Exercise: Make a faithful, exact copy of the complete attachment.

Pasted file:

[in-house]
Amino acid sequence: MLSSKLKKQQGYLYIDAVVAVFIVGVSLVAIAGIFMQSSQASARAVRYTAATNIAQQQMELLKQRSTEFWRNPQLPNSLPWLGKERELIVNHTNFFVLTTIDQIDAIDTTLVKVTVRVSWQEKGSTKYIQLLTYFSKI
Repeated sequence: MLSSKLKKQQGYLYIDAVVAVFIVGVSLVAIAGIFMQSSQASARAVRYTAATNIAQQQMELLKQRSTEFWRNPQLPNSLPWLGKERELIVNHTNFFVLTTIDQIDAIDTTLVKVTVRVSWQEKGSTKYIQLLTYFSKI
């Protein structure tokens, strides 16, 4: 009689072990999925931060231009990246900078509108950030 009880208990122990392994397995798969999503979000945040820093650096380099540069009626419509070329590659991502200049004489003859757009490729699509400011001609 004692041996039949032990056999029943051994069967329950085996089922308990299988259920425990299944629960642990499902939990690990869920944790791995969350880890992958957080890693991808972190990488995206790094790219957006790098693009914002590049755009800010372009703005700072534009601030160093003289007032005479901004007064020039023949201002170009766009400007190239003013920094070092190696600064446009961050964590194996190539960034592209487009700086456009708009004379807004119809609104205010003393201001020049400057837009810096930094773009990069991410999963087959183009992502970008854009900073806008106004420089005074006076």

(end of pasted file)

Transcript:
[in-house]
Amino acid sequence: MLSSKLKKQQGYLYIDAVVAVFIVGVSLVAIAGIFMQSSQASARAVRYTAATNIAQQQMELLKQRSTEFWRNPQLPNSLPWLGKERELIVNHTNFFVLTTIDQIDAIDTTLVKVTVRVSWQEKGSTKYIQLLTYFSKI
Repeated sequence: MLSSKLKKQQGYLYIDAVVAVFIVGVSLVAIAGIFMQSSQASARAVRYTAATNIAQQQMELLKQRSTEFWRNPQLPNSLPWLGKERELIVNHTNFFVLTTIDQIDAIDTTLVKVTVRVSWQEKGSTKYIQLLTYFSKI
């Protein structure tokens, strides 16, 4: 009689072990999925931060231009990246900078509108950030 009880208990122990392994397995798969999503979000945040820093650096380099540069009626419509070329590659991502200049004489003859757009490729699509400011001609 004692041996039949032990056999029943051994069967329950085996089922308990299988259920425990299944629960642990499902939990690990869920944790791995969350880890992958957080890693991808972190990488995206790094790219957006790098693009914002590049755009800010372009703005700072534009601030160093003289007032005479901004007064020039023949201002170009766009400007190239003013920094070092190696600064446009961050964590194996190539960034592209487009700086456009708009004379807004119809609104205010003393201001020049400057837009810096930094773009990069991410999963087959183009992502970008854009900073806008106004420089005074006076």